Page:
There is talk the Silver Ferns will play more matches against the men…
That entire competition against the men last year was really important for us. No other team could have prepared us better for the World Championships. They are so much bigger and stronger. So skilled as well.
We definitely worked into overload. We had to do so much more to protect the space – we had to make sure 110 per cent that the ball got to where it needed to. We had to demand a lot of each other.
We really hope more games go ahead and not just to make us better. The men are amazing, incredible athletes themselves. The games showcase how amazing our men are at netball.
Sustainability is a big part of your life…
I like to live as lightly as possible. If I can encourage every single person around me to reduce what they use, it's one of the most important things we can do for the earth. I just care about the environment, what we are doing to our world. I think a lot of people are a bit mindless about it.
We support brands with ethical (provenance). We're really into New Zealand brands. There are tonnes of them making some really good environmental changes. There's a lot of education needed – people don't know what they don't know.
And you carry healing crystals…
Crystals, yoga, meditation – it's just a way of life really. I'm really a holistic person, there's no black and white. I look at a whole bunch of ways of living. It goes hand in hand with our sustainable life. The earth can give us more than we can take from it.
Is your father's Māori heritage important to you?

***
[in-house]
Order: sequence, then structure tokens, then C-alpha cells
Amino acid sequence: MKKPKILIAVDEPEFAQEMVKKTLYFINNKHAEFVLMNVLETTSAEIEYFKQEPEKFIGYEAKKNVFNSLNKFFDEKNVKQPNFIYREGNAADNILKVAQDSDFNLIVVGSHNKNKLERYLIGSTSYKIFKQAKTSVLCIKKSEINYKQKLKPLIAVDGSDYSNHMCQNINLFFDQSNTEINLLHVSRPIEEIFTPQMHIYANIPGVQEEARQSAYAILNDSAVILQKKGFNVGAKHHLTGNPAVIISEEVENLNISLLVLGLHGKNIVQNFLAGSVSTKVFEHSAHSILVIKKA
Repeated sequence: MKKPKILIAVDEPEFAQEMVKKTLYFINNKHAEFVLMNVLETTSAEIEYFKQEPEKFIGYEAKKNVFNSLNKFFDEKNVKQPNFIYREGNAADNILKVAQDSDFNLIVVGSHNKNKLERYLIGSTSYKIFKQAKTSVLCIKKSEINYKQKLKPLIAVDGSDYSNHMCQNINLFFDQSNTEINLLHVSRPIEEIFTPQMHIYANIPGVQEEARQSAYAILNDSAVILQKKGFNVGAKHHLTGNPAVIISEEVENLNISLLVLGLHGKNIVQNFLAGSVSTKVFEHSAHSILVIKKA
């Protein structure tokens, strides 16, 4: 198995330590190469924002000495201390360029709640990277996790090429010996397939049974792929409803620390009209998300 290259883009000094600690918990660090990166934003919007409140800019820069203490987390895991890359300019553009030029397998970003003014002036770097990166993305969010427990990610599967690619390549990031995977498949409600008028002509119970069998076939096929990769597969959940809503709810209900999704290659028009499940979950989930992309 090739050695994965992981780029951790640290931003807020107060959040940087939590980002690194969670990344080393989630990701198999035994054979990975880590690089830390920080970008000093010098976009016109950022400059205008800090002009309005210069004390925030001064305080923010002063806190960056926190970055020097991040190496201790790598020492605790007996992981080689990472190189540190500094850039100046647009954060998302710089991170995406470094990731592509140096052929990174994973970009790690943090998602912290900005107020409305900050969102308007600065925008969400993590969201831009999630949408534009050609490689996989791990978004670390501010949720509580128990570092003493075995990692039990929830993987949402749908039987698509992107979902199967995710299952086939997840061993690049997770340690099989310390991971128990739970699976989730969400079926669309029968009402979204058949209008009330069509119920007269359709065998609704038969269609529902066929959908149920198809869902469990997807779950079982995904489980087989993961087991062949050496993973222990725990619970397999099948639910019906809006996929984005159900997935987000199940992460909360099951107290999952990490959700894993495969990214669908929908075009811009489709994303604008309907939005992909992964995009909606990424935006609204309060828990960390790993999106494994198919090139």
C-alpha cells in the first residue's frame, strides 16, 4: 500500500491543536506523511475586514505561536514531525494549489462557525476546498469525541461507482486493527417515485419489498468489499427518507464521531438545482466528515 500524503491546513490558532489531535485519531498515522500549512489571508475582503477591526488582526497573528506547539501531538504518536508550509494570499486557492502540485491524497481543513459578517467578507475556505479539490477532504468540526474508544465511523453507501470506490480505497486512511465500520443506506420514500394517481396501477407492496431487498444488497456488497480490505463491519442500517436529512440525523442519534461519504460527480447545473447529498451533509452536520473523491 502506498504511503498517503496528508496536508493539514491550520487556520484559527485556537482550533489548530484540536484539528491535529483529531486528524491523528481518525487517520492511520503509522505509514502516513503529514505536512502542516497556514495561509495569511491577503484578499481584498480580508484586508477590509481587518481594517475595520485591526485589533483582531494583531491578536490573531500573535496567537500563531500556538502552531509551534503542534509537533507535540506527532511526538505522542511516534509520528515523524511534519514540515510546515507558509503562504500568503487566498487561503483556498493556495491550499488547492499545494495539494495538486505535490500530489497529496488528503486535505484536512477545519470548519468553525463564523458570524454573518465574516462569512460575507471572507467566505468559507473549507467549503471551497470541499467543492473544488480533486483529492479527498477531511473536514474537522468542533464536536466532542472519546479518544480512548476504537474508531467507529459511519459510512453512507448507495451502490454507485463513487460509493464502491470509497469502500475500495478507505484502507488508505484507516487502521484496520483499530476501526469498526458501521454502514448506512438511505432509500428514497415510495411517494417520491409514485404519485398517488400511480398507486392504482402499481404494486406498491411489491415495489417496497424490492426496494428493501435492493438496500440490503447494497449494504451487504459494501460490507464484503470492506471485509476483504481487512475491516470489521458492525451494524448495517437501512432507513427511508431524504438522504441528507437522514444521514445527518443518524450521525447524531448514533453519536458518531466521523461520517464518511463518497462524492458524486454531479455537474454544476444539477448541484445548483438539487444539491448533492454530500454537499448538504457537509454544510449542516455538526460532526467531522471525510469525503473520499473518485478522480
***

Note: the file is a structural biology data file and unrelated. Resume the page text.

Yes, but I didn't grow up with it ingrained into me as much as I would love it to be. I'm slowly learning, but I don't have any family in Wellington to talk to about it. I don't know enough about it for it to be everything to me yet.
You had never captained a team before – what did you learn at the Nations Cup and what is your style?
I had a lot to learn quickly, and big shoes to step into. It was a really unexpected role for me. I just had to be myself, back myself. What's my style? Oooooh… I guess authentic, caring. We'll just go with those two for now.
Was the team vote important to you?
Definitely. If I had just been allocated the captaincy, I would have been a bit unsure about it. And more than just the players voted, there were some other (officials) included. Coming out on top meant the world to me. It meant so much that my teammates believed in me. How could I turn them down?
Who did you vote for?
It's a secret… Definitely not myself.
Is captaincy a long term goal?
I'll just take it and run with it and see where it goes. If it ends up going to someone else at some point, then that's the right decision for the team. It's not a title I'm desperately wanting to hold on to, just to be the captain. Whoever is exactly the right person will be there.
Is there anything you would like to change in netball?
A lot, but putting it into words is quite hard. We could evolve so much more, especially in times when we are recognising women's sport and athletes so much more. We can elevate that more ourselves.
The Central Pulse are strong favourites to retain their 2019 title…
A part of me really likes being the underdog. Being favourites doesn't change much in our camp. We walk into every single game expecting it to be the hardest of the season. It is important to us to continue in our own little bubble – we don't buy into what is being said around us.
It has been an amazing year for you…
I do feel extremely proud of what (the Silver Ferns) have done as a team for the last 12 months, really proud of our journey. I'm even more excited about what could still come, how much further we can go.